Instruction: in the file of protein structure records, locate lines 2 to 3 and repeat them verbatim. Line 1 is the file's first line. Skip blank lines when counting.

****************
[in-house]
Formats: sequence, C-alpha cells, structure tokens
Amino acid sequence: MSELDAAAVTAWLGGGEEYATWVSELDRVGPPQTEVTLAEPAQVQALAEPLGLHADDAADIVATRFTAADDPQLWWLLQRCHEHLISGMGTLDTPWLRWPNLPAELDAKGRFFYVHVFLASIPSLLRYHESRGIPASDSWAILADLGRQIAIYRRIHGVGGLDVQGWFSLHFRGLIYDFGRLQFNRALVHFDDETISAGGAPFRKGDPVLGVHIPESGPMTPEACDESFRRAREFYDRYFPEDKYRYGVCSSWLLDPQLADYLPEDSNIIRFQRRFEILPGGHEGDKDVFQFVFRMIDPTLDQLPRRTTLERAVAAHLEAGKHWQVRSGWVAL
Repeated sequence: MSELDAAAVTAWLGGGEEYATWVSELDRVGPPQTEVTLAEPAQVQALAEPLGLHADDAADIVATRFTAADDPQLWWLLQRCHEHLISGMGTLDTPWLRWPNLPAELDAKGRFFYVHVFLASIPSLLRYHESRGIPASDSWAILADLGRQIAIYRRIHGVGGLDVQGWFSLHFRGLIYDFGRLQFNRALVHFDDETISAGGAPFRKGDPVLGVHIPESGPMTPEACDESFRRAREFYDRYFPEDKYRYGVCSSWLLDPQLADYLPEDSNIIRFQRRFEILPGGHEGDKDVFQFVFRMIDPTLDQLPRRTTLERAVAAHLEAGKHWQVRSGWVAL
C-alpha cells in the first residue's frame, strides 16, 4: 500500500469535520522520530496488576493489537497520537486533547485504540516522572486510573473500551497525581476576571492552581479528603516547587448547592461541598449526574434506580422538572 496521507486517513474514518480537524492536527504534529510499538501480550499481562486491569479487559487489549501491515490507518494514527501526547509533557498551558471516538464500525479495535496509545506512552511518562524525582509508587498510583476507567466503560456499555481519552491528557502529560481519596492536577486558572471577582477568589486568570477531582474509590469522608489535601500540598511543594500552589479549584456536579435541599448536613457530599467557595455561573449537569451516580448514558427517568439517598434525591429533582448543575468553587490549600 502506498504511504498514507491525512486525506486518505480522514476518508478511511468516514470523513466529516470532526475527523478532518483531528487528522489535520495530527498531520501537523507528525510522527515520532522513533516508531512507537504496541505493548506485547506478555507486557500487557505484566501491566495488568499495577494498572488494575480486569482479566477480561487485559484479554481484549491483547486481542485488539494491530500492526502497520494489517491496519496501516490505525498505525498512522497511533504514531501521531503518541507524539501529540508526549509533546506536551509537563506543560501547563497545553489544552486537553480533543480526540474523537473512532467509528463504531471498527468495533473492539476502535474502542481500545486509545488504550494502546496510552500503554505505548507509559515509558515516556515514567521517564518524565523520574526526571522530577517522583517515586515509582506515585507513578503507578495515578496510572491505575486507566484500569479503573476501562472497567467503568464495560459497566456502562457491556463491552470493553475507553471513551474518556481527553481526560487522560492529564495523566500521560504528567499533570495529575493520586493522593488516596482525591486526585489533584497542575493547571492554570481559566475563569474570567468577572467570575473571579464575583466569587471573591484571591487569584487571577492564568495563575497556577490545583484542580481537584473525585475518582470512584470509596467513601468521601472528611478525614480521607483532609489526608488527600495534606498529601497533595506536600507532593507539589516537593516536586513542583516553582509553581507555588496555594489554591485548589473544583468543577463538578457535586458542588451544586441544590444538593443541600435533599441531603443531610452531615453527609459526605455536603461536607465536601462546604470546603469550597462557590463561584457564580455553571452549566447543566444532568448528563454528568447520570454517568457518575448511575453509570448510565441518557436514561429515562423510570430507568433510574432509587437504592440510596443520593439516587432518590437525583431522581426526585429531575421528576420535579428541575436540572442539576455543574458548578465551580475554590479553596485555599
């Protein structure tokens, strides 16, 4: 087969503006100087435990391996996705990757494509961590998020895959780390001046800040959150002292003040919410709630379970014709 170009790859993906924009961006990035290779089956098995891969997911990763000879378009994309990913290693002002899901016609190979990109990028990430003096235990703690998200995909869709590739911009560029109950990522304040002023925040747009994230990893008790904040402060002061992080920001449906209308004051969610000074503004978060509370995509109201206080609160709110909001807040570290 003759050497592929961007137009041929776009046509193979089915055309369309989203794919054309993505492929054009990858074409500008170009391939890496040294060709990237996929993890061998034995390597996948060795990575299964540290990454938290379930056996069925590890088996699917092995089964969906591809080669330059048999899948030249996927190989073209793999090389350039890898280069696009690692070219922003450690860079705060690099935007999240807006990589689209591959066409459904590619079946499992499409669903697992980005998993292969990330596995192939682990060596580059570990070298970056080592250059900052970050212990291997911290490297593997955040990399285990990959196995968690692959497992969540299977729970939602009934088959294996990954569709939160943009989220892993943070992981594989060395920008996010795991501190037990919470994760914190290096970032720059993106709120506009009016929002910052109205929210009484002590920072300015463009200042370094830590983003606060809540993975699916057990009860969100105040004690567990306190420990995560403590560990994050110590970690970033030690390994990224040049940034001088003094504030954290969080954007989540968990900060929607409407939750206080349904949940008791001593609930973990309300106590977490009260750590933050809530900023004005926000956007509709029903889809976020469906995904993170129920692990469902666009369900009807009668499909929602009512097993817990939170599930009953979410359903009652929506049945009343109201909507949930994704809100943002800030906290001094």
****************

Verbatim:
Formats: sequence, C-alpha cells, structure tokens
Amino acid sequence: MSELDAAAVTAWLGGGEEYATWVSELDRVGPPQTEVTLAEPAQVQALAEPLGLHADDAADIVATRFTAADDPQLWWLLQRCHEHLISGMGTLDTPWLRWPNLPAELDAKGRFFYVHVFLASIPSLLRYHESRGIPASDSWAILADLGRQIAIYRRIHGVGGLDVQGWFSLHFRGLIYDFGRLQFNRALVHFDDETISAGGAPFRKGDPVLGVHIPESGPMTPEACDESFRRAREFYDRYFPEDKYRYGVCSSWLLDPQLADYLPEDSNIIRFQRRFEILPGGHEGDKDVFQFVFRMIDPTLDQLPRRTTLERAVAAHLEAGKHWQVRSGWVAL